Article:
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Whalley man’s driving ‘could have killed’: court case

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A WHALLEY man who had planned to become a ski instructor in Austria will instead be doing unpaid work in East Lancashire after being sentenced for dangerous driving.

Blackburn magistrates heard the standard of 22-year-old Sean Ronnan’s driving had posed a “significant risk” to members of the public as he sped away from police in a powerful Audi S3.

Ronnan, of The Arches, Whalley, admitted dangerous driving and driving without due care and attention.

He was sentenced to 15 weeks in custody suspended for 12 months, ordered to do 200 hours’ unpaid work and banned from driving for 24 months. He was also fined £200 with £170 costs and a £15 victim surcharge.

Miss Catherine Allan (prosecuting) said police driving along Whalley Road towards Clitheroe saw the Audi driven by Ronnan leave the petrol station forecourt at high speed. His wheels where spinning and the car “fish-tailed” across the road, narrowly missing the police vehicle.

He raced off, overtaking on the wrong side of the road on a left hand bend. An officer estimated his speed at between 80 and 100mph as he crossed double white lines to overtake another vehicle on the brow of a hill.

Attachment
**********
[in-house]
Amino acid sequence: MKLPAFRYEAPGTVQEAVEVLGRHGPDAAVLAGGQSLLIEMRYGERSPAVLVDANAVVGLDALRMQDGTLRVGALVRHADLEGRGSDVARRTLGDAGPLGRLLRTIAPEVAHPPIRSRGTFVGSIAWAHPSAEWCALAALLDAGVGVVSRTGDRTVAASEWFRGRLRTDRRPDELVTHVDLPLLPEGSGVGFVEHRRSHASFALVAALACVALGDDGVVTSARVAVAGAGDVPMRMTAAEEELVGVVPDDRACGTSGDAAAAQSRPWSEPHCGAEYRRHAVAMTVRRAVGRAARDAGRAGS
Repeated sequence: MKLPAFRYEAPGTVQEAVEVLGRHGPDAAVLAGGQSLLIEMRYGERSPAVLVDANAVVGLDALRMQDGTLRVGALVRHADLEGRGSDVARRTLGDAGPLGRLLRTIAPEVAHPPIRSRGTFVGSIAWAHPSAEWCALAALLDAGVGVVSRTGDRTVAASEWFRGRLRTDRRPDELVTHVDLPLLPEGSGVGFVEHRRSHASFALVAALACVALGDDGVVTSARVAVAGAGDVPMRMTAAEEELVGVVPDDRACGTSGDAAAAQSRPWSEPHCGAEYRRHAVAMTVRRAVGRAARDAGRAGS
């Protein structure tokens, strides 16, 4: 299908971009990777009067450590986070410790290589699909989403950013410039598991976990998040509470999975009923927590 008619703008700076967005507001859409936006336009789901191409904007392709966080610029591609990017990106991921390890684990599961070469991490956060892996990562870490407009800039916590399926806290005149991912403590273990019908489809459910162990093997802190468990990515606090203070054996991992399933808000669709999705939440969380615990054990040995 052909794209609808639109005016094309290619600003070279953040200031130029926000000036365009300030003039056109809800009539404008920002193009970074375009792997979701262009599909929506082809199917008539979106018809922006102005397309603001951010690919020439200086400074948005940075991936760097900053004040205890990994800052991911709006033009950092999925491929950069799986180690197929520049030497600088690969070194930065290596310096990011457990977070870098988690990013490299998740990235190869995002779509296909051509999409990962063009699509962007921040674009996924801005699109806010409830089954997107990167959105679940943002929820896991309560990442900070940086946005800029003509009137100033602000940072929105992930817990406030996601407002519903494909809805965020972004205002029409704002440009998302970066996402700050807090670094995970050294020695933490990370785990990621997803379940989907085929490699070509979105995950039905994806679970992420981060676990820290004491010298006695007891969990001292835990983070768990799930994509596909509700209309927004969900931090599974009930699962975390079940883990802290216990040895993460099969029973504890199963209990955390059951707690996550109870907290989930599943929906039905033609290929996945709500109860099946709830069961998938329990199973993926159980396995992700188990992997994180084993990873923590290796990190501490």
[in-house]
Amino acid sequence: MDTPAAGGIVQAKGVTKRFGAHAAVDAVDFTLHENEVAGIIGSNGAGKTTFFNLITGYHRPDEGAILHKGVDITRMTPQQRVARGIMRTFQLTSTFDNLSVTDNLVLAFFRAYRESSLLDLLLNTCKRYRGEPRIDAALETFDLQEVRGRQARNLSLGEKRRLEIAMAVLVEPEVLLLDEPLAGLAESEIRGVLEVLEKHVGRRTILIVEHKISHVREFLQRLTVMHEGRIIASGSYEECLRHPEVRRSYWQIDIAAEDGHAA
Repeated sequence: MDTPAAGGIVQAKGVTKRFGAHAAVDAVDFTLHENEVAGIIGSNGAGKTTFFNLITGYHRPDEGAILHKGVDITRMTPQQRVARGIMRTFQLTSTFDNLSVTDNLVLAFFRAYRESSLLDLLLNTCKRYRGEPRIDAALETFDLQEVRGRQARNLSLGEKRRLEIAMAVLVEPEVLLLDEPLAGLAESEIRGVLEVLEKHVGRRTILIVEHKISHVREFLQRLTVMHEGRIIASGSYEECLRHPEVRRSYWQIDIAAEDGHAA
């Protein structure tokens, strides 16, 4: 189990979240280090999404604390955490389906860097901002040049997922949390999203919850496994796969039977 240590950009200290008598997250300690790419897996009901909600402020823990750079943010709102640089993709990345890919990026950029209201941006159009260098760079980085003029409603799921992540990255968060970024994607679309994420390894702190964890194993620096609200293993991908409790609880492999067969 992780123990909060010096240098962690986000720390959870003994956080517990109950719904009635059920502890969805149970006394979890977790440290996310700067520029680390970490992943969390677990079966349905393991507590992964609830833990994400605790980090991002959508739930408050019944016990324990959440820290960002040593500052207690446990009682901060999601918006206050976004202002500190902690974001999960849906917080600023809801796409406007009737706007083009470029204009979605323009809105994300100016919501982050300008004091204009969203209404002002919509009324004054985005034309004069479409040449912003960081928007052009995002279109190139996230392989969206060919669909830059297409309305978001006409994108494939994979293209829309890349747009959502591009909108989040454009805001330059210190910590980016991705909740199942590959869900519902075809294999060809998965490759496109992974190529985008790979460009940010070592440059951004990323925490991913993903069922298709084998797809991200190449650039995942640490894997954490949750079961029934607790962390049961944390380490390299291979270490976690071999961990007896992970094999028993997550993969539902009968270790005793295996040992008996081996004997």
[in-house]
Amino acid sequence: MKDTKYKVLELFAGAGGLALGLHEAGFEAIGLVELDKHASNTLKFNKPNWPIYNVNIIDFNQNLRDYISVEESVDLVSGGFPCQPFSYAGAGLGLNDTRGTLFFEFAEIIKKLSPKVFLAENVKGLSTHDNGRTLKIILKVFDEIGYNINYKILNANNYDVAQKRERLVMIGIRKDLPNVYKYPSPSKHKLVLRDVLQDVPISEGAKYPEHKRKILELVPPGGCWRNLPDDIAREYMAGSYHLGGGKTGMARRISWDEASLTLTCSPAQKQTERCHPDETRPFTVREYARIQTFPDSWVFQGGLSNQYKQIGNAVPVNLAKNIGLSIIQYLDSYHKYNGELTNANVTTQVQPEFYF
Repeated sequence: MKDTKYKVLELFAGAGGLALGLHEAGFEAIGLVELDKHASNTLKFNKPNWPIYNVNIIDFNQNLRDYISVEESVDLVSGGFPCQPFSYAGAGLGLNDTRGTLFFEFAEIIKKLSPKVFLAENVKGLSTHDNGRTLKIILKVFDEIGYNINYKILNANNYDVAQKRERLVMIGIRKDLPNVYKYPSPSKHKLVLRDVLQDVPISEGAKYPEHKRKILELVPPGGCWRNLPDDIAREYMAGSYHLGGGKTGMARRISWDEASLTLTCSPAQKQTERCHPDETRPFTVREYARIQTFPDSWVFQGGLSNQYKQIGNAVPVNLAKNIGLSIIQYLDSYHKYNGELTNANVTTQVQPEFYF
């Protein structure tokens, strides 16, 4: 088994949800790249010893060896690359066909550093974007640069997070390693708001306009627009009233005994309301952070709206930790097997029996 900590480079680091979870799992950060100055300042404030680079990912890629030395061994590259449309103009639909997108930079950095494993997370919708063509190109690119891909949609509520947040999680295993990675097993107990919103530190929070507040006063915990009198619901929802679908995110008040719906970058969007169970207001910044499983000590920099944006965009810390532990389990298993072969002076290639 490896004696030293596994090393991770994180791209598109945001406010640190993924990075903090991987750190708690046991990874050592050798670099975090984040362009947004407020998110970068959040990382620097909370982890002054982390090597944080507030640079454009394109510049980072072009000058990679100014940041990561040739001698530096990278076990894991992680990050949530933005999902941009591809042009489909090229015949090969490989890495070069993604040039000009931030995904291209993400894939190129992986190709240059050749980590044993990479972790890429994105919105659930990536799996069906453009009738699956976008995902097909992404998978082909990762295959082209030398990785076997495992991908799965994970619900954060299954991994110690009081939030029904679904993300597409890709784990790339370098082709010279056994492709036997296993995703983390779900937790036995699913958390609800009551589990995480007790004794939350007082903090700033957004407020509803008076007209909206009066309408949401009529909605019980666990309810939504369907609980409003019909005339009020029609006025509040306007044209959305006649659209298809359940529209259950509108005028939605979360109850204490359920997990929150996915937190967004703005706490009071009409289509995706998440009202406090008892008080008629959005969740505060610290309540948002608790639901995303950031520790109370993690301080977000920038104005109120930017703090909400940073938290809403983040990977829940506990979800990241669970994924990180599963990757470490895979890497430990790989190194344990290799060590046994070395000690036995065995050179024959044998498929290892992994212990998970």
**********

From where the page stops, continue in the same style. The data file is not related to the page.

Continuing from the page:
“The officer said if anyone had been coming the other way they could have been killed,” said Miss Allan.

She said the due care offence happened in York Street, Clitheroe, about 10-45 p.m. on a Saturday night. Two officers on foot patrol heard an engine revving over and over and then saw a black Audi travelling at high speed towards them. One of the officers stepped into the road and indicated for the car to stop.

“Instead of slowing the officer swerved around the officer and carried on,” said Miss Allan.

Mr John Heaton (defending) said since the incidents the Audi had been sold and Ronnan had stopped driving before an interim disqualification was imposed.

Mr Heaton said Ronnan had a privileged background and all the advantages of coming from a good family.

“He has previously worked for his father but is a qualified ski instructor and has hopes of a job in Austria for the season,” said Mr Heaton. “There is an opportunity for him to make a break and look to the future.

Ordering the unpaid work a district judge said that should take priority over plans to work abroad.

 
 
 

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